Elimination Diets for Food Sensitivities: How Strict Do I Have to Be?
“How strict do I have to be on the elimination diet?”
This is the most common question asked by people on an elimination diet for food sensitivity. The answer (unlike the diet and lifestyle change) is simple: very strict, because the greater the adherence to the diet, the better the health outcomes.
This effect, greater diet adherence = better health outcomes, can be seen across many different diets, including:
- gluten free
- dairy free
- six food elimination diet
- few foods diet
- oligoantigenic diet
- DASH diet
- Mediterranean diet
- carbohydrate-controlled diet
- low glycemic index diet
- low FODMAP diet
- cardiometabolic diet
- anti-inflammatory diet
- ketogenic diet
- calorie-restricted diet
- lacto-ovo-vegetarian diet
- vegan diet
- Healthy Eating/Alternative Healthy Eating Index (a diet quality diet)
In general, when comparing these diets to their studied health outcomes, the ‘stricter’ the person adhered to the diet (highest adherence), the better their outcomes compared to the people who were the least strict (lowest adherence).
Getting better results
Studies of diet adherence report that people with the best adherence (compared to people with the worst adherence) have better outcomes or lowered incidence and risk of many diseases and conditions, including:
- diabetes and gestational diabetes
- ear infection
- eosinophilic esophagitis
- cancer risk
- cardiovascular disease risk
- heart attack (first, recurrent, and/or fatal heart attack)
- infant birth weight
- neurogenerative disease risk
- rheumatoid arthritis
- urinary tract infections
That said, it can be hard to follow an elimination diet (or any restricted diet) for a number of reasons. Elimination diets vary in terms of duration and intensity.
Diet ‘adherence’ often decreases as the elimination diet eliminates more foods and becomes more restrictive, or the longer the duration of the elimination phase.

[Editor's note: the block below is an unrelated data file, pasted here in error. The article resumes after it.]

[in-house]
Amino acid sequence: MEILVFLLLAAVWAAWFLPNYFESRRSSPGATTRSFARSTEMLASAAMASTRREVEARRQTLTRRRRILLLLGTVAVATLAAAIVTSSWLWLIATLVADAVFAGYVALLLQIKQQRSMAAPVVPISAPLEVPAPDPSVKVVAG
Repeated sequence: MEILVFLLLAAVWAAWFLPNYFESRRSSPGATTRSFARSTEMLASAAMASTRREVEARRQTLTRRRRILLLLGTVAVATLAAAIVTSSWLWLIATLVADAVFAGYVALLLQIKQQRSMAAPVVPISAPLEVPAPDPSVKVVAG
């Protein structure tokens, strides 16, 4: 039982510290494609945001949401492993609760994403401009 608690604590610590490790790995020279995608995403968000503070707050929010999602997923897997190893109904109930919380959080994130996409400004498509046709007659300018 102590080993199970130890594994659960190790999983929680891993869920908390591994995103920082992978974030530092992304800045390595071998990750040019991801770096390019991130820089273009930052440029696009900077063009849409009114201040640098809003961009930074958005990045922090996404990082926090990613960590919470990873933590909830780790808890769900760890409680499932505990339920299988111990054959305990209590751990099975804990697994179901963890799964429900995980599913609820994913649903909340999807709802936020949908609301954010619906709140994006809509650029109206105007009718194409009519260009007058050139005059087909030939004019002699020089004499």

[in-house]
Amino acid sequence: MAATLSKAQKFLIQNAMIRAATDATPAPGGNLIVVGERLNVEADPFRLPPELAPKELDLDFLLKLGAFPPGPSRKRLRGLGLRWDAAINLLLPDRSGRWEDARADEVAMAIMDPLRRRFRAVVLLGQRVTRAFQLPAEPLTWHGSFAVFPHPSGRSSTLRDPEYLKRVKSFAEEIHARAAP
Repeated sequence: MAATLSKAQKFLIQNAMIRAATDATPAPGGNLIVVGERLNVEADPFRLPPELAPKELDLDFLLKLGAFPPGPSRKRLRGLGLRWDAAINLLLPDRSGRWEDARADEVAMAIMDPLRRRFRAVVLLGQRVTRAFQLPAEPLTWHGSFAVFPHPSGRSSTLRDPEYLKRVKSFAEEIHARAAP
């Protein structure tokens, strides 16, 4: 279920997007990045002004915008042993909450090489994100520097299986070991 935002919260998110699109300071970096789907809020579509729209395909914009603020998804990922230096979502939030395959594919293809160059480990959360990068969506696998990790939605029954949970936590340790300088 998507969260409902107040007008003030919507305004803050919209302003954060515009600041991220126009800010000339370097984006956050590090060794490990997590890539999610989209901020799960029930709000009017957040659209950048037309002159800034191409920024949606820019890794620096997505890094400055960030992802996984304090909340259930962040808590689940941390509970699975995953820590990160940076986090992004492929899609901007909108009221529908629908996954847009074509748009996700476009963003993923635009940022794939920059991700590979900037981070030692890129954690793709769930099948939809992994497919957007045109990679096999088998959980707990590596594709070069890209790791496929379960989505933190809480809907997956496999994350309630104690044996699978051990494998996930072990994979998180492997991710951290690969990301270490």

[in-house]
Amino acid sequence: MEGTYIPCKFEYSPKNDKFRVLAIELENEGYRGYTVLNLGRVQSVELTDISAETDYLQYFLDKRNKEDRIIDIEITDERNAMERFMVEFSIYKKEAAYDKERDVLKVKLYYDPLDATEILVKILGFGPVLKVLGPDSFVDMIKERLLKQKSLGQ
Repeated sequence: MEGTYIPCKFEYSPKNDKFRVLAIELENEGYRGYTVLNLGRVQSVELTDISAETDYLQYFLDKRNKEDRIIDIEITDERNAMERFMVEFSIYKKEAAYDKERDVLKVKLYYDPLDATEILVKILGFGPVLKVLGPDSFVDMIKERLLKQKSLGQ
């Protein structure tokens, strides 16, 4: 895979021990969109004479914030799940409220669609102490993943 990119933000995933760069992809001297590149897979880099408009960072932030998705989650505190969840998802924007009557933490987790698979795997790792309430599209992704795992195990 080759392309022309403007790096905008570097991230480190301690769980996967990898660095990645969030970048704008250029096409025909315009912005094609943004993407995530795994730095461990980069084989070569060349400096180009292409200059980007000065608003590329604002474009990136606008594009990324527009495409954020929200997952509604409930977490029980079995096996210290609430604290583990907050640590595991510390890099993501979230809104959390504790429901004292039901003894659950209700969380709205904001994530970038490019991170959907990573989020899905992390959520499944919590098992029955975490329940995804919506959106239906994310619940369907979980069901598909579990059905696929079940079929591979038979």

Why do some people fail?
Barriers to diet adherence include:
- poor understanding of diet
- lack of diet education
- lack of access to allowed foods such as gluten, dairy, and/or egg substitutes etc.
- higher cost of food substitutes
- palatability of food substitutes
- challenges in complying with elimination diet while accommodating needs/preferences of other family members and caregivers
- resisting temptation to eat eliminated foods
- social, psychological, and cognitive restraints
However, people who need an elimination diet should reconsider the question, “How strict do I have to be?”
Rather, the question should be reframed to “How committed to my health am I, and how well do I want to be?”
Lastly, to make it easier to adhere to a elimination diet (or any other type of therapeutic diet), seek help!
If you have a problem with your electricity you seek an electrician. Car problem? A mechanic. Taxes? An accountant. Legal problem? An attorney. Food? Same. Seek a qualified registered dietitian, nutritionist, or health coach to provide expert guidance for the best outcomes!
For more information about food sensitivity testing available through Vibrant Wellness, explore our cutting-edge Food Zoomers. They detect true food sensitivities at the peptide level, eliminating common problems found in other food sensitivity testing methods.